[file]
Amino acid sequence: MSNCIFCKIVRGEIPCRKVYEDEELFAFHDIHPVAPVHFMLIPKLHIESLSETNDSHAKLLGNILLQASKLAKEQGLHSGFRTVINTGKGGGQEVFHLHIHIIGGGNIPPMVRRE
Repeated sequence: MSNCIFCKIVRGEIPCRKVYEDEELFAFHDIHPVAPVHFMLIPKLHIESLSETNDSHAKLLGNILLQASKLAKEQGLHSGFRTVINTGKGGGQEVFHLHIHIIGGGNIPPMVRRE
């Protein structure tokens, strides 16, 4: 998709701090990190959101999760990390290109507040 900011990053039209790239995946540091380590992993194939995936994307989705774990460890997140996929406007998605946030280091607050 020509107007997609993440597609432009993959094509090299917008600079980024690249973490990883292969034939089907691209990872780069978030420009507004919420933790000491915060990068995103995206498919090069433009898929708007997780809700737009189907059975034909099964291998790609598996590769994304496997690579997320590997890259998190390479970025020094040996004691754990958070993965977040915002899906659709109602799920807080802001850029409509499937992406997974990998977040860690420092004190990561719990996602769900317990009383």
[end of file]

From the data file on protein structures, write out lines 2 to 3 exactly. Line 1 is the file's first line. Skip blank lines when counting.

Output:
Repeated sequence: MSNCIFCKIVRGEIPCRKVYEDEELFAFHDIHPVAPVHFMLIPKLHIESLSETNDSHAKLLGNILLQASKLAKEQGLHSGFRTVINTGKGGGQEVFHLHIHIIGGGNIPPMVRRE
């Protein structure tokens, strides 16, 4: 998709701090990190959101999760990390290109507040 900011990053039209790239995946540091380590992993194939995936994307989705774990460890997140996929406007998605946030280091607050 020509107007997609993440597609432009993959094509090299917008600079980024690249973490990883292969034939089907691209990872780069978030420009507004919420933790000491915060990068995103995206498919090069433009898929708007997780809700737009189907059975034909099964291998790609598996590769994304496997690579997320590997890259998190390479970025020094040996004691754990958070993965977040915002899906659709109602799920807080802001850029409509499937992406997974990998977040860690420092004190990561719990996602769900317990009383």